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Have you ever been mystified by the wonder of floating, translucent and boneless bodies? If you are, you’ve come to the right place! Sea jellies have long been a part of aquatic animal life at Shedd and have had a presence in the universe for over 400 million years. These illustrious creatures have a complex makeup that can be seen in all different shapes and sizes. The smallest jelly can be close to the size of a penny and the largest jelly is just as big as two bowling lanes. Keep reading to dive into their beauty and learn more about their venomous tentacles that protect them from prey, how they survive with no brain and what makes them such unique animals.

A pacific sea nettle pulses gently by, its vivid orange cap, soft and pulsing, trailing long thin red tentacles around its rim. Fluffy, semi-transparent ruffles of white tentacles billow from beneath its cap.

1. There are a variety of sea jellies species:

Currently, scientists have discovered nearly 2,000 jellies species, Shedd is home to 12.

Comb jellies are almost completely transparent and about the length of one's thumb, their body forming a bell shape ribbed in miniscule lines of fins.
Pacific sea nettles pulse hypnotically through their habitat, their long trailing tentacles brushing against one another.

2. Why do sea jellies look translucent?

Sea jellies are composed of a “jelly-like” substance, making them look squishy and soft. Why is this? Jellies are made up of about 90% water! This is what gives their bodies a “see through” look and sometimes, a nearly invisible look.

3. What is unique about their tentacles?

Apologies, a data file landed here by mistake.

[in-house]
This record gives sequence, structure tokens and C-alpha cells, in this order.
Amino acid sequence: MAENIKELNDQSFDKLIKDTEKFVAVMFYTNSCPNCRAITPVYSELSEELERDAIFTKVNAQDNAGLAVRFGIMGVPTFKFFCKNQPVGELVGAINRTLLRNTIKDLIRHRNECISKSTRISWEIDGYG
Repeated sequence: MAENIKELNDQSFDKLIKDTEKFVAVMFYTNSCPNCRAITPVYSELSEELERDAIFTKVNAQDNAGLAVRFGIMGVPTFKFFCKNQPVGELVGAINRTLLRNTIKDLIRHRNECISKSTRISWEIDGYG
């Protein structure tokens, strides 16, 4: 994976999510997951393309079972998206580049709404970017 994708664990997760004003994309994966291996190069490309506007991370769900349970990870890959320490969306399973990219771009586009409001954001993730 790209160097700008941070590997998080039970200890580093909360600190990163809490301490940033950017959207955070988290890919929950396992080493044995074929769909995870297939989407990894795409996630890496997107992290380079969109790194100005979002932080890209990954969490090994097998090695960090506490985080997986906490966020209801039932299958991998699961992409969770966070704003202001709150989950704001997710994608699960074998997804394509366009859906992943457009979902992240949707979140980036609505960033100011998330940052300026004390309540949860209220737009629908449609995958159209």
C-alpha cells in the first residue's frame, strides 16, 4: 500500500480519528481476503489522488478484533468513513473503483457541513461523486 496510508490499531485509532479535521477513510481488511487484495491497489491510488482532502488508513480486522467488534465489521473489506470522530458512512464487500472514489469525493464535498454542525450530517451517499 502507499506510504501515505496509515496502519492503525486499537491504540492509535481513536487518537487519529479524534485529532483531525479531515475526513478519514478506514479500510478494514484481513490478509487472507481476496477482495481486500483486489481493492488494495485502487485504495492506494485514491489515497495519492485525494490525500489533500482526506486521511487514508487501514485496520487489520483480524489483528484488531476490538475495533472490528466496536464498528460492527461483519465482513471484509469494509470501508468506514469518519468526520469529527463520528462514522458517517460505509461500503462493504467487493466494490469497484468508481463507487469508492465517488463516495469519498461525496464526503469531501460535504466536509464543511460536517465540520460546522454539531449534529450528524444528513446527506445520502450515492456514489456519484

Not only do jellies defend themselves with their tentacles, but other animals also use their tentacles for protection. Some species of fish, especially very small fish, hang around jellies tentacles to take cover from any harm that may come to them.

The fine tentacles ringing a moon jelly's body, viewed up close.
A moon jelly, its bell-like body viewed from the side.

4. They don’t have hearts and they don’t need them!

Unlike many other animals, jellies do not have a heart nor a brain. Instead, they take in oxygen through their translucent bodies. This makes a heart unnecessary because they don’t need blood to carry their oxygen. Jellies also use their nerves to understand their surroundings, so a brain is not useful to them.

5. Can a sea jelly recover from a minor injury?

Sometimes! Jellies carry the incredible trait of being able to regenerate a part of their body when it gets injured. Not many animals are able to do this. If a jelly got cut in half, it would be able to turn into two jellies due to this regeneration process.

Now that you know some of the basics of sea jellies, you can impress your family and friends while experiencing them in-person at Shedd. If you want to learn more about various species of sea jellies at Shedd and where you can find them, head over to our jellies page!

—Bianca Diaz, Digital Marketing Intern